Vulnerabilities I am seeing Winter 2024

Much has changes and much has remained the same in the vulnerability assessment space. Frameworks, having introduced neat new ways to create vulnerable code, have again managed to cover their tracks and clean up many of the ways we can shoot ourselves in the foot by unintentionally writing insecure code.  However, some of the old favorites have reared their ugly heads.  

Access Control

You know the whole "we rolled our own encryption" thing that makes security people tear (what's left of) their hair out?  These days I am hearing a lot of "We rolled our own Oauth2."  Corporate has decided we are using Ping for auth this week, and so all the apps have to use it.  But, the developers don't like Auth.js because it is spaghetti code, or Spring Security doesn't do what they want, or whatever.  But then bits get missed, because frankly Oauth2 is hard.

Mostly what is showing up is information leakage and insufficient session expiration. It is really easy to leave important information in the communication with the authentication service.  And honestly, I don't even completely understand how refresh tokens are REALLY supposed to work.  That whole thing is overdesigned, and it is hard to implement.

Supply Chain

I probably don't need to tell you that there are supply chain problems.  GitHub is under attack, npm is a dumpster fire, we don't know on an app by app basis what parts of shared libraries are actually being used, and few update when they should.  Much has been said, but I'll just link you to Kevin Wall discussing the topic at OWASP Global Appsec 2023,

In short, what can be done quickly to combat all of this is:

  1. Don't use every shiny nickel library when it comes out.  Use what you need and stick with it.
  2. Keep stuff up to date.
  3. Run static code analysis.  If you are low in the budget department, there are open-source products available.

Update after xz.utils weekend: clearly there is more to be said here. Separate blog post coming.

SQL Injection

A lot of current libraries are using GET parameters for things that should be POST parameters again.  Not sure why that is happening yet exactly, but I'm working on that. Anyway, this is causing a rash of SQL injection findings because folks apparently are under the impression that GET parameters aren't vulnerable to injection.

If you are sending a value from the browser to a third system, it is injectable.  It doesn't matter if it is a POST parameter, a GET parameter, or an HTTP header.  And if I can create a database error, I can break into your database.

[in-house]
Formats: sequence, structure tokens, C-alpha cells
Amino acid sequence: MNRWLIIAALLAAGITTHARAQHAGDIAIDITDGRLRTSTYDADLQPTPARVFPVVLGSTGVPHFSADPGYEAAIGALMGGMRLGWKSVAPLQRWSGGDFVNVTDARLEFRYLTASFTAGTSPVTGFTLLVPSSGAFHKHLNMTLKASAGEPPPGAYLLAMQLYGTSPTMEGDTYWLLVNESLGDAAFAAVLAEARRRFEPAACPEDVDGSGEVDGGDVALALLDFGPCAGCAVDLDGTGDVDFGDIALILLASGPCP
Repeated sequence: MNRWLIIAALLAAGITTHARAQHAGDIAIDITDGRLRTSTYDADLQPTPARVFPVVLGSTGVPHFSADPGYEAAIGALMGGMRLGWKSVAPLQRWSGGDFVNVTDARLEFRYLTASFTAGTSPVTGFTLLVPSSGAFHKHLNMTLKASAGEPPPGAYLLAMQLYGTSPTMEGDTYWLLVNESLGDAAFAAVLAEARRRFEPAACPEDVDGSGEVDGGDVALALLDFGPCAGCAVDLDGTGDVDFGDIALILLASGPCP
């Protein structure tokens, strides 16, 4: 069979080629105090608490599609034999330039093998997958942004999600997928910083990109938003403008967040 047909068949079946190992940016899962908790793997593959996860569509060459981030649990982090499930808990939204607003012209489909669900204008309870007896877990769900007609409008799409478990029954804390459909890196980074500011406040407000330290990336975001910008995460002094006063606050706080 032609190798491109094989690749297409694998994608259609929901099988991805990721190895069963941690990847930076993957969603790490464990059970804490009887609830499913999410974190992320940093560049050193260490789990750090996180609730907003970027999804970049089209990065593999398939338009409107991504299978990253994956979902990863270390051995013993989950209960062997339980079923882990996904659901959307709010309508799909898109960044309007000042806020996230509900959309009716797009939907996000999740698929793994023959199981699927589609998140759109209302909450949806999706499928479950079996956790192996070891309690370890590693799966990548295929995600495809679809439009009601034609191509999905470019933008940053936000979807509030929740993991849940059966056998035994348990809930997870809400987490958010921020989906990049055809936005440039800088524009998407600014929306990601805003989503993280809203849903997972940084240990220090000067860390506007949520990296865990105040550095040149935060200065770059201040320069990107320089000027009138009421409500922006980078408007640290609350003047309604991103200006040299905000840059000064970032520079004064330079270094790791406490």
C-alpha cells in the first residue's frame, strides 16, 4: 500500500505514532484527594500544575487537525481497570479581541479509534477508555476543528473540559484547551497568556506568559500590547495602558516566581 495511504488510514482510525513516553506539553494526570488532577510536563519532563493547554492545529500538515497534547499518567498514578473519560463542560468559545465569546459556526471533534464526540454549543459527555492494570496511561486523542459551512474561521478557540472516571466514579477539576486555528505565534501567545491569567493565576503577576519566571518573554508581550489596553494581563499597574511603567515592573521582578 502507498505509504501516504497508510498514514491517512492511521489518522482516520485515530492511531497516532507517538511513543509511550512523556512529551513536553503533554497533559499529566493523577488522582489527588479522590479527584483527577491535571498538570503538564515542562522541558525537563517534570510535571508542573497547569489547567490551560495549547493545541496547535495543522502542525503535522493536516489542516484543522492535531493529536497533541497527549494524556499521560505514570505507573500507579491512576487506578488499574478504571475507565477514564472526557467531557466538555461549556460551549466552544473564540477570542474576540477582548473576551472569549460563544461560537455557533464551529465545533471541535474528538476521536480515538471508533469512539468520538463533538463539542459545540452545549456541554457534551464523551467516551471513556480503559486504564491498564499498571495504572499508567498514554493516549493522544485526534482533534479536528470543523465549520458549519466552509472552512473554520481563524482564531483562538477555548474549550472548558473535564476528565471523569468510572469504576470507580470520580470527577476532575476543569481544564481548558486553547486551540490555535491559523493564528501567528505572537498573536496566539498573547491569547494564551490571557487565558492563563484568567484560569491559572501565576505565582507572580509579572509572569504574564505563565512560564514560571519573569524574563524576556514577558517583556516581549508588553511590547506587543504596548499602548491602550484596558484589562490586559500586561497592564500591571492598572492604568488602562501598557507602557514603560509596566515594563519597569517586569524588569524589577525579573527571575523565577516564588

All queries to anything need to be parametrized.  XML, document databases, JSON, and of course relational databases with a database management system are all vulnerable to injection. Input validation doesn't work.  Encoding doesn't work. A whitelist in the user interface doesn't work.  Only parameterized queries work.  Use them.


Two particular findings are showing up a lot of the overall move the PaaS and SaaS cloud services.  The first is leaking API keys. Folks leave them in comments, or pass them in requests that are not visible to the user (but are to the attacker.) There are a lot checked into source control too.  Don't lose access to your whole platform - set up authorization just in case, and of course don't leak the keys. That subscription-id in Azure is important.  Keep them out of the attacker's hands.

Source Control

I sorta mentioned this in Cloud and Supply Chain above, but there is more.  Folks are working really really hard to try and open source parts of their corporate projects because it is the cool thing to do.  (It really is pretty cool.)  However, things get checked in that shouldn't be (look at your configuration files for ASP.NET, Gradle, or whatnot.) What's more, reverting the change doesn't so much remove it from the source control database.  I have taken to going and looking through history of the project as part of an assessment's reconnaissance phase just to see what I can find.

Verbose Errors

Another artifact of changes to new hip platforms is lacking global error handlers.  If I can sufficiently confuse the application, and get an error sent right from the web server rather that the application's code, it probably has something in it that I can use in further attacks.  They has to be a global, if all else fails, exception handler in each application.  The event to tie that to is a moving target but take a minute and figure out where you have to handle that and do it.  Don't give away free information.